Outdoors: Shakespearean flowers

Jul 6, 2020

The plays of Shakespeare are filled with references to herbs and flowers. 

“There’s fennel for you and columbines.  There’s a daisy. I would give you some violets, but they withered all when my father died.”

In "Hamlet," when Ophelia mentions flowers, Shakespeare was making statements that probably were quite obvious to his audiences.

In Elizabethan times, fennel was the symbol of flattery, while columbines signified marital infidelity and ingratitude. Daisies were symbols of unhappy love. 

Curiously, the columbines in England are blue, while at Interlochen, they are red, and there is a reason.

Here in the Americas, columbines are pollinated by hummingbirds, creatures strongly attracted by the color red. Hummingbirds do not live in Europe, so to attract insects (which do not respond the red end of the spectrum), English wildflowers are more likely to be blue or violet.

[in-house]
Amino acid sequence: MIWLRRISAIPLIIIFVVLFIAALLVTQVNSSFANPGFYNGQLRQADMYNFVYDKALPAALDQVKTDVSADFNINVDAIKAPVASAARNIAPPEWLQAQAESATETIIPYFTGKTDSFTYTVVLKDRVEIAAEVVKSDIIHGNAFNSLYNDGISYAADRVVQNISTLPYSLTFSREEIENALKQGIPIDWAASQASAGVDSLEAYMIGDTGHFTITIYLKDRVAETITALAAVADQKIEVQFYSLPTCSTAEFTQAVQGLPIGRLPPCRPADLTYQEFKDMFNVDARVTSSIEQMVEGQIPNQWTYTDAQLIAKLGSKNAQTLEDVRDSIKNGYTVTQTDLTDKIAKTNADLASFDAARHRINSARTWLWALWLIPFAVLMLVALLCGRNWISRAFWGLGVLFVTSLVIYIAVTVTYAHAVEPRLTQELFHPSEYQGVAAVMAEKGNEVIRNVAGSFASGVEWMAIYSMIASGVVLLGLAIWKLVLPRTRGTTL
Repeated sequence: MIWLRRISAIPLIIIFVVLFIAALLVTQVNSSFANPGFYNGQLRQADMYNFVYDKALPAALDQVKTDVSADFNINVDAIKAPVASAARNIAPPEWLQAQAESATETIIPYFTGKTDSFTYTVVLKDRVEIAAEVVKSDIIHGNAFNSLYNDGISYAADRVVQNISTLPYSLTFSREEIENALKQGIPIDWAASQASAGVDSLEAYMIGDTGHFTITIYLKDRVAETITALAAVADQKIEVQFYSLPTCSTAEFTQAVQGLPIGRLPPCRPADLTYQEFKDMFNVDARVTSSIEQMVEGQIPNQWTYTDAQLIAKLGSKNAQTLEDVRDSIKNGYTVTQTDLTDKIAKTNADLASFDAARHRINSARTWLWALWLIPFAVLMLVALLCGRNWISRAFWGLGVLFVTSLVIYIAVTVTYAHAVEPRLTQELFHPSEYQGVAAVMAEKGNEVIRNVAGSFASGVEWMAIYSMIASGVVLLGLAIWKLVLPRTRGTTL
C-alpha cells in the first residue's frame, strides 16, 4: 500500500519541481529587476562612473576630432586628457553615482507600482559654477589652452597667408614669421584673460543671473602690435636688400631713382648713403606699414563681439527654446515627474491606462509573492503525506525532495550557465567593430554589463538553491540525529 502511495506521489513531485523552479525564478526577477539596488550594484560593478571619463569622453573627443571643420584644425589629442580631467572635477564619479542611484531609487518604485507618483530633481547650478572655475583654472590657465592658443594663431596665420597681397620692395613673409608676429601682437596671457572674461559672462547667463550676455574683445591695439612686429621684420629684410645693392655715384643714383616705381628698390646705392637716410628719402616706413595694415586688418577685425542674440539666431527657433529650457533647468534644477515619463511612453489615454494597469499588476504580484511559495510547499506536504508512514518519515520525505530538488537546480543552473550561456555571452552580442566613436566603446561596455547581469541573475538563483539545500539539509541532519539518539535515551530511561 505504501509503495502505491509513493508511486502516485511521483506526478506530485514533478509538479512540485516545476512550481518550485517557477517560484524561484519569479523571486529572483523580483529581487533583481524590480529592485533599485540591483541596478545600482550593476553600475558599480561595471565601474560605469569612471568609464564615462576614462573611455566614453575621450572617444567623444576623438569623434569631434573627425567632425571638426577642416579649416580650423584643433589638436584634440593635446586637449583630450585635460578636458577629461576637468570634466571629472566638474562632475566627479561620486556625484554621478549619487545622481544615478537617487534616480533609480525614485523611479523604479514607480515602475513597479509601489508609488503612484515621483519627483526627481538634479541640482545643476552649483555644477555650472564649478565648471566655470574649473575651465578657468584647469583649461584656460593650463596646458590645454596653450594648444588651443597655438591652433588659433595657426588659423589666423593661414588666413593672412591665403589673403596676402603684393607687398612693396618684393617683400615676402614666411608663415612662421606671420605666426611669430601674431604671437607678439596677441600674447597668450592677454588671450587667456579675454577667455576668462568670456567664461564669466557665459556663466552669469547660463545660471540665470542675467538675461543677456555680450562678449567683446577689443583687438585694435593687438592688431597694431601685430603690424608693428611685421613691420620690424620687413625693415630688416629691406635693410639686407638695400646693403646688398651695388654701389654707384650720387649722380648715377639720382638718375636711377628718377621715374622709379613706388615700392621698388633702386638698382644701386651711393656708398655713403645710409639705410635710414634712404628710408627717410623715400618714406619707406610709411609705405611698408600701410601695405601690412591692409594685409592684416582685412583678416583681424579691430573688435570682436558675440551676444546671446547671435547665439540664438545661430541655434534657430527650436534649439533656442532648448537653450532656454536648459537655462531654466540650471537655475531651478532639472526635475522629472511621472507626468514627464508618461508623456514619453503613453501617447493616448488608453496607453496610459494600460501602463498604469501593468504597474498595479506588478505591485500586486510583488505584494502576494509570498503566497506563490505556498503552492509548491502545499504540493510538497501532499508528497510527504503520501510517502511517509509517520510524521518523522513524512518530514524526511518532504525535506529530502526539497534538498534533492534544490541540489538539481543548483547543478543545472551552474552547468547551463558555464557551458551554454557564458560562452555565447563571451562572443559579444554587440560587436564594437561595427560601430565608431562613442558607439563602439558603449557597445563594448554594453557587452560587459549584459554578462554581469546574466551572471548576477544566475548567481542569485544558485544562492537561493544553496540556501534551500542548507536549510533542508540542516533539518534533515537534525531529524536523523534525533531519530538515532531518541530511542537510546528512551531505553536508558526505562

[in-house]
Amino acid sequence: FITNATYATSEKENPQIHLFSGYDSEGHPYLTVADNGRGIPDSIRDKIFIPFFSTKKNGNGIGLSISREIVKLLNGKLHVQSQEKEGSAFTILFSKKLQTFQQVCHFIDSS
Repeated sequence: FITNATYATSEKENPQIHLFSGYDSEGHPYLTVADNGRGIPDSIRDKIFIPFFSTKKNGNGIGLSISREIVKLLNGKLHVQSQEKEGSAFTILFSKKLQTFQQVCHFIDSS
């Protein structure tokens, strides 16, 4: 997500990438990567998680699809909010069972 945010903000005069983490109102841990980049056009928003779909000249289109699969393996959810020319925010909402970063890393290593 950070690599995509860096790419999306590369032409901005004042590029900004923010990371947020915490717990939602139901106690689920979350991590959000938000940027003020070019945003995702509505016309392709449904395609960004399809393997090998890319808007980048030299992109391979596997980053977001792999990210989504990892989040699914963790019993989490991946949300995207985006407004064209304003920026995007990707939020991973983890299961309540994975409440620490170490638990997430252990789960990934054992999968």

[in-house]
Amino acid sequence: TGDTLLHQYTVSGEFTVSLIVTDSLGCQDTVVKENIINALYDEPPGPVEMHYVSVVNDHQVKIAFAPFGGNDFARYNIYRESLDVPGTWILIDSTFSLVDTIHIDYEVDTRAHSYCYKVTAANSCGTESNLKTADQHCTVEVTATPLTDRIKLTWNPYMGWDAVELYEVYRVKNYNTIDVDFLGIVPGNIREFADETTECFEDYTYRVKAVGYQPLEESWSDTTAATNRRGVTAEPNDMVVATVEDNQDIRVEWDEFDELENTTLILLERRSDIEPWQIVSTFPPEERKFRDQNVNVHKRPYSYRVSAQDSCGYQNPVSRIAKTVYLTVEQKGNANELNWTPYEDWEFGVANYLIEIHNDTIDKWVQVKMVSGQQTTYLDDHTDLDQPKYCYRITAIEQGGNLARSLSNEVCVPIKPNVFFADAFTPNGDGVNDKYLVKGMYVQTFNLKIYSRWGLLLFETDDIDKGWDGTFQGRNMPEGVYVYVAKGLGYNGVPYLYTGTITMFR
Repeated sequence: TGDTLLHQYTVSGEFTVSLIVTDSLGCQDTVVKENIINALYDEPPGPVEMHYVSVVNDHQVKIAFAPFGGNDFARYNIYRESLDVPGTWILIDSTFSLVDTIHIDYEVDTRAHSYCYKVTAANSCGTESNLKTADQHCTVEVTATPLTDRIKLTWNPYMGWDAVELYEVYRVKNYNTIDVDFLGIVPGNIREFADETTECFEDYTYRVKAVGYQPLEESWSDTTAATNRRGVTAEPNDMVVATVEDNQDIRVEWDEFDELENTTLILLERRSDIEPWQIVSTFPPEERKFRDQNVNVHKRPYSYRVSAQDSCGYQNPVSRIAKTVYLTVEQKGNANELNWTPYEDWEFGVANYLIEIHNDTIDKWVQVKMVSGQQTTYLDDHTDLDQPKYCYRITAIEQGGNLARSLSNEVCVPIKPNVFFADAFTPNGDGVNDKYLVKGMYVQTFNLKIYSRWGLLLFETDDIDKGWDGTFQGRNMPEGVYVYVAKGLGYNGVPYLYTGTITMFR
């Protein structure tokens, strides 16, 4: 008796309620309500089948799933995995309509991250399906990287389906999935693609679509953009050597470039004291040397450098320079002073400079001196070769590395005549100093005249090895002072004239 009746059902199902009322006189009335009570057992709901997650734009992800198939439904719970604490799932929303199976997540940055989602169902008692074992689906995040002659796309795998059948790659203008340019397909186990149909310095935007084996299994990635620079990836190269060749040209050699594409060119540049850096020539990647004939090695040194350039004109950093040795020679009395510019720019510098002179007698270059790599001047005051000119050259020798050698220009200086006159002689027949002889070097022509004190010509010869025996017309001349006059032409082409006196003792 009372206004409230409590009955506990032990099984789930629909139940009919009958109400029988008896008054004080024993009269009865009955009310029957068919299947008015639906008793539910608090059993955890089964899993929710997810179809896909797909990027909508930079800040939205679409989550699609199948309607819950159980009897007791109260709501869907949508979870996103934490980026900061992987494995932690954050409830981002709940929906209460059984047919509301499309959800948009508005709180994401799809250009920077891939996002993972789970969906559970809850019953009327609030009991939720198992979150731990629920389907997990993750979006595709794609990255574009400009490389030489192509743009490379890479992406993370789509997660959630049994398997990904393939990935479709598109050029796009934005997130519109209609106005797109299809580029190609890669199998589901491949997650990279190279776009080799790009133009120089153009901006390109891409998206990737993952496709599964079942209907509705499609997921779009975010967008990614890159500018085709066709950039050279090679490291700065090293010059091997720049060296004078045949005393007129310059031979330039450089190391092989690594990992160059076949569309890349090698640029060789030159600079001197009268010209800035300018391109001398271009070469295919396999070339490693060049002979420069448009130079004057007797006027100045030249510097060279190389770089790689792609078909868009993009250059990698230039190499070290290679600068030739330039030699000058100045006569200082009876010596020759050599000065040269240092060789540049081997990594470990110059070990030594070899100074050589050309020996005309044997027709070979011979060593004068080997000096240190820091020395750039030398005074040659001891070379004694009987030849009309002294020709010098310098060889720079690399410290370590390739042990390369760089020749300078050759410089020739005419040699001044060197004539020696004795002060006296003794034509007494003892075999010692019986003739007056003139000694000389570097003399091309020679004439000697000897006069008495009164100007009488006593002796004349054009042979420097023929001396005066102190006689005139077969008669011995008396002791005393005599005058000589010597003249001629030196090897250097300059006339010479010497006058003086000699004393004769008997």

When Shakespeare mentioned violets (which he did 18 times), the term was used for any sweet-smelling flower.

Violets were the symbol of loyalty.  Not a bad symbol, because these plant are perennials,  loyally blooming in the same place each year.

I don’t think Ophelia was a naturalist.  She wove garlands using nettles. When she spoke of  flowers,  she probably wasn't discussing botany but rather was revealing her somewhat troubled true feelings.